I like to walk around the big chain bookstore, with its carefully crafted display tables and candles and blankets, and not buy books (or anything). Instead I have my library app open and as I see a book that looks interesting I order it up. A few weeks or months later the book arrives at the library and I feel this smug satisfaction of *free books* and the delight of having forgotten I’d ordered it in the first place, so it’s like a double present. Continue reading
Tag Archives: race
The Hate U Give: Super. No clickbait. Just super.
Filed under American literature, Fiction, Young Adult Fiction
Everybody’s Son: Half Novel, Half Explainer
I’m undecided about Thirty Umbrigar’s Everybody’s Son. On the one hand it tells the compelling story of the theft/adoption of an African-American boy by a uber-privileged white family; and in telling the story explores – pretty directly (okay, sometimes too directly) privilege. So yeah, that’s the other hand: the novel seems entirely unsure whether the reader will ‘get it’ and so spends altogether too much time telling the reader exactly what it’s about. Continue reading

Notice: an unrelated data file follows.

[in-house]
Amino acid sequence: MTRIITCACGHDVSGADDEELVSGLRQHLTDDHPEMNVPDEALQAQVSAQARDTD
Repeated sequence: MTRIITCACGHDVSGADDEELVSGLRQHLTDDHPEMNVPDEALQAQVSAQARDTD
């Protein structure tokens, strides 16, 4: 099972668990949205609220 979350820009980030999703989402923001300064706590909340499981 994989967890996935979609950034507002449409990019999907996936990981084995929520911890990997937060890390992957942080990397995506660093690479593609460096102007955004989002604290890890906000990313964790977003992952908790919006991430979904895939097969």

Filed under American literature, Fiction
Swing Time: Was this Book-fate?
A week ago Donald Trump was elected President. A week ago I put out an urgent plea for book suggestions that would give my mind somewhere else to be. The same day as my request, Zadie Smith’s Swing Time arrived for me to review. I won’t claim to believe in book-fate*, but it sort of felt like book-fate.
It wasn’t book-fate. It was a great read, yes. Continue reading
Filed under British literature, Fiction, Funny, New York Times Notable
Small Island: Of Course this book was adapted for a BBC Miniseries.
It’s easy to see why Andrea Levy’s 2004 monstrously successful Small Island was turned into a BBC mini-series. It has all the right stuff: historical fiction setting of post-WWII London, heady and illicit romance, examination of societal changes in race, class and gender through the small and focused familial experiences of one London home. Ditto why it’s so enjoyable to read. Continue reading
Filed under Fiction, Orange Prize, Prize Winner